Elizabeth Warren’s Education Plan Is Exactly What We Need — If Our Goal Is to Make the Achievement Gap Permanent

Chris Stewart:

Finally, a Democratic presidential candidate brave enough to focus less on classroom instruction and more on factors outside of schools; a candidate informed enough to know there is nothing wrong with teaching and learning that won’t be fixed by big-budget infrastructure upgrades along with housing grants and health care.

For unions, this must feel like Christmas. For Democratic school reformers, Pearl Harbor.

Especially since Warren’s fiscal generosity ends where reform begins. Her plan would end the federal Charter School Program, a source of support for charter school expansion. It’s a baffling choice, given the popularity of charters with parents of color and Democrats; they often have waiting lists to get in and they provide urban students with an opportunity to learn at higher levels than neighboring district schools.

I’ll never understand how a plan to limit choices for families living in low-opportunity education deserts is a winner in a political campaign. Further, why would any leader attack annual testing that produces the data that civil rights groups use to illustrate the disparities disadvantaging students?

I’ll stop here and admit that Warren does present something of a solution: She wants to balloon taxpayer support for “sustainable community schools,” an old idea cynically renewed by the American Federation of Teachers and the Annenberg Institute for School Reform, which have strategically proposed these feel-good district schools as an alternative to charters.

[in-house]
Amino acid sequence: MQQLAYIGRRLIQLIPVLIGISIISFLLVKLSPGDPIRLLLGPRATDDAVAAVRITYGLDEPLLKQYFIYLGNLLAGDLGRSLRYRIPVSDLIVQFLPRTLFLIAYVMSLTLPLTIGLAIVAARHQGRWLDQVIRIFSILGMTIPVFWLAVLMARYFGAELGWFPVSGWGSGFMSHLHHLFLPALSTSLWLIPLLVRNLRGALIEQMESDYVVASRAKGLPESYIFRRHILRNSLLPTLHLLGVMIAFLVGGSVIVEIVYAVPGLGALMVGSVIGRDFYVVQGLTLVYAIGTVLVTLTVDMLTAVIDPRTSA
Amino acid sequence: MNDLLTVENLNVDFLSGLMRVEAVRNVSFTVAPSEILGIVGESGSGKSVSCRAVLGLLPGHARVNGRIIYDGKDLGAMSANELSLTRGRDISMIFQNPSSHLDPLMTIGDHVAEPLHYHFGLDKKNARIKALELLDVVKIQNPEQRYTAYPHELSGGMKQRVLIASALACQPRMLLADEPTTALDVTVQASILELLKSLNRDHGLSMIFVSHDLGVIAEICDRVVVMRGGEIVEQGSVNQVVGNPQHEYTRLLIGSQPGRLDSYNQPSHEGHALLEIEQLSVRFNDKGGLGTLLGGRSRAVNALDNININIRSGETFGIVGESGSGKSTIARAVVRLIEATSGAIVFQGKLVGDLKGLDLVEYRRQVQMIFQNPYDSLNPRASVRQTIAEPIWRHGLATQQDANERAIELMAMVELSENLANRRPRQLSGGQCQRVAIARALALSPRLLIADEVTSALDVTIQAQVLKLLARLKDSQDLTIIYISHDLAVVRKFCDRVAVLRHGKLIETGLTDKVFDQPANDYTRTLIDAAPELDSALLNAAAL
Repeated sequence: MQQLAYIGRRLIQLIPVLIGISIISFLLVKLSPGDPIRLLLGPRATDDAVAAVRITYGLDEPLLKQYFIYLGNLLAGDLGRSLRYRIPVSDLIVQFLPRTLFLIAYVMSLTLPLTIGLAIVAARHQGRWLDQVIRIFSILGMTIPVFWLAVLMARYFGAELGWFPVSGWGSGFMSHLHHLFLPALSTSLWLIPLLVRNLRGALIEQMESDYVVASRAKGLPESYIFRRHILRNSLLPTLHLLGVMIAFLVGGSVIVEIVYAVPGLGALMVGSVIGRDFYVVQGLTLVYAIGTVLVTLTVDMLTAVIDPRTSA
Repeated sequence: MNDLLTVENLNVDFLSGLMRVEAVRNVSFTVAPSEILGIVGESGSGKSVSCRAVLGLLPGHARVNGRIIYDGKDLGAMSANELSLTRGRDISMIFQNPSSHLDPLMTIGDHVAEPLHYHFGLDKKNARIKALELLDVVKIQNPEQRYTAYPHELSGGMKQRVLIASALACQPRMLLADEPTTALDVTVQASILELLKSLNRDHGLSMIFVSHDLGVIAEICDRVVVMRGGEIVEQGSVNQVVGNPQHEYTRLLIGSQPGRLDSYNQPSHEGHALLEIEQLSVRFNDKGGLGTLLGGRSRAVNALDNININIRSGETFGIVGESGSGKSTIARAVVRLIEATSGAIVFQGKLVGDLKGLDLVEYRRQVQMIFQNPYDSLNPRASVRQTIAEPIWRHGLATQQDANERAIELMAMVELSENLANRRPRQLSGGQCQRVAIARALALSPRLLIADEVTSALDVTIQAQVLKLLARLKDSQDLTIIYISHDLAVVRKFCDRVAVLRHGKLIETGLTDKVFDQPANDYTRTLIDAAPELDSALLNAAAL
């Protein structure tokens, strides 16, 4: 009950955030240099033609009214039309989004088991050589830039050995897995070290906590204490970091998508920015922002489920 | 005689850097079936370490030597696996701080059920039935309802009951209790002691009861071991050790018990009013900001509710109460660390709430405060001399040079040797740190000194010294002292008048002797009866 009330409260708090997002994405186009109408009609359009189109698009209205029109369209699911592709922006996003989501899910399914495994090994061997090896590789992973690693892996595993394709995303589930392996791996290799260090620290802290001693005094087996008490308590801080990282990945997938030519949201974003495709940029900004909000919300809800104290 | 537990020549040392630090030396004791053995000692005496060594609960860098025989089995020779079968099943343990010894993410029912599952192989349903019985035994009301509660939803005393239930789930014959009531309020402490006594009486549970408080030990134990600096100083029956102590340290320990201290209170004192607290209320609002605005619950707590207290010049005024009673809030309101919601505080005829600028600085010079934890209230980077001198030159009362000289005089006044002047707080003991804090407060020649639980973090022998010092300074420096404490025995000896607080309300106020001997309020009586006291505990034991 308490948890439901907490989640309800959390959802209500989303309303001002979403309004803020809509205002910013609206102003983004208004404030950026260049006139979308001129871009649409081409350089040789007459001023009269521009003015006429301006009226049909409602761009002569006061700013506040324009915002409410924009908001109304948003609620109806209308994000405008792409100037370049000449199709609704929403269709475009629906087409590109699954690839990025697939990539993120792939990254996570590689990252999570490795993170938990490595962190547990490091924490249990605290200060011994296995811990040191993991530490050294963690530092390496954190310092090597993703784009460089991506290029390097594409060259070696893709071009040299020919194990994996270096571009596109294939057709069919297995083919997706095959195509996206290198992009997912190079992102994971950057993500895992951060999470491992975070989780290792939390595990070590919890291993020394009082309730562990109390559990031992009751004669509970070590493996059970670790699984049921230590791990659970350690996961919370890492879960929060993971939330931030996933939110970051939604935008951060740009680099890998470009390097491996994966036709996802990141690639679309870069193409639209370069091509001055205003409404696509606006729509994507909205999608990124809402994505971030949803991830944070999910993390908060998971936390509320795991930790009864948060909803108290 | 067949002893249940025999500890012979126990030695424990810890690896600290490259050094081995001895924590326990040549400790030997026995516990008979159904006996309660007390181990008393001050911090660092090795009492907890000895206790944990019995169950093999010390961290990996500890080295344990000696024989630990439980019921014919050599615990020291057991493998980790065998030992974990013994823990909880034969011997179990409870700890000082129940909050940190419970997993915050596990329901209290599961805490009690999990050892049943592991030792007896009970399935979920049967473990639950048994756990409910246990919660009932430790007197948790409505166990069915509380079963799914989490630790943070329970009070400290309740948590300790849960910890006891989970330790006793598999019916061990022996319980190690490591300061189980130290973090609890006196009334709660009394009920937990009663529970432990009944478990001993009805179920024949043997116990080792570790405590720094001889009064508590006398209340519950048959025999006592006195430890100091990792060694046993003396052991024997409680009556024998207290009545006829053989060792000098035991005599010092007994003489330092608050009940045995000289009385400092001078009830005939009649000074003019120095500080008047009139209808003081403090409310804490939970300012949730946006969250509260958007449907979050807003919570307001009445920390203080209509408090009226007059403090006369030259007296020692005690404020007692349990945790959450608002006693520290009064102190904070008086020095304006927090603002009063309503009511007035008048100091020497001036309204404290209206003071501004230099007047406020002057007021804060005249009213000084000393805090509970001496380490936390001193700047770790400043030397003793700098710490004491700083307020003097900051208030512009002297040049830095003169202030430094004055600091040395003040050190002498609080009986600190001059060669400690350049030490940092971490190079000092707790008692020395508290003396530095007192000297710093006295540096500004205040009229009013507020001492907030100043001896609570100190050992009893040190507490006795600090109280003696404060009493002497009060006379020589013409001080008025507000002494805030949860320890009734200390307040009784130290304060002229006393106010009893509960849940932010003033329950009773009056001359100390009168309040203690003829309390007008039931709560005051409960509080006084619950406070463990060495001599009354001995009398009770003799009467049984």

Warren’s plan states, “Studies show that every dollar invested in community schools generates up to $15 in economic return to the community,” and to prove it she links to an article in neaToday, a National Education Association publication. That article elevates as a model the Milwaukee’s Community Schools Partnership, a United Way-backed project to develop community schools, but looking at their schools raises questions.

For example, there’s Auer Avenue Community School, where fewer than 5 percent of students are proficient in math or reading; Hopkins Lloyd Community School which scores 7.6 points out of 50 in English and 5.9 out of 50 in mathematics; and Browning Elementary, which gets one star (out of five) from the Wisconsin Department of Public Instruction because it “fails to meet expectations.” And, ironically for Warren, who bemoans segregation, these schools she touts are not just separate and unequal, they’re hypersegregated (for example, Browning Elementary is over 95 percent “economically disadvantaged”).